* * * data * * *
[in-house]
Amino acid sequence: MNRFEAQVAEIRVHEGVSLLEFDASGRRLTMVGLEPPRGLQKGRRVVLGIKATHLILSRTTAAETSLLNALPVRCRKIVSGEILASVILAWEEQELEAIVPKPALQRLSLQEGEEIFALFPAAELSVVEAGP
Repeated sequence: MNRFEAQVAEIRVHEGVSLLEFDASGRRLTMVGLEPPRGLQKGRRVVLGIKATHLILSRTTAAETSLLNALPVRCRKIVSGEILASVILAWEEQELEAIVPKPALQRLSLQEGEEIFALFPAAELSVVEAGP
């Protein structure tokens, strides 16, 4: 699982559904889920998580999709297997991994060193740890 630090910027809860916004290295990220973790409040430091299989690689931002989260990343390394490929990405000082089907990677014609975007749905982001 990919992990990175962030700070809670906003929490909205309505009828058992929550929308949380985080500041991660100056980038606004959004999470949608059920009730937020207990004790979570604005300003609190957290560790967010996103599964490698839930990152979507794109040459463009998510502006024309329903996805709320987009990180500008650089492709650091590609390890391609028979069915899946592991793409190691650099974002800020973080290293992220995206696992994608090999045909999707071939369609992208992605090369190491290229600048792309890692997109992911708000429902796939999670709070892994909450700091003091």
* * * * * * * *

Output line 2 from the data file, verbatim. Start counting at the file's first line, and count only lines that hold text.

Amino acid sequence: MNRFEAQVAEIRVHEGVSLLEFDASGRRLTMVGLEPPRGLQKGRRVVLGIKATHLILSRTTAAETSLLNALPVRCRKIVSGEILASVILAWEEQELEAIVPKPALQRLSLQEGEEIFALFPAAELSVVEAGP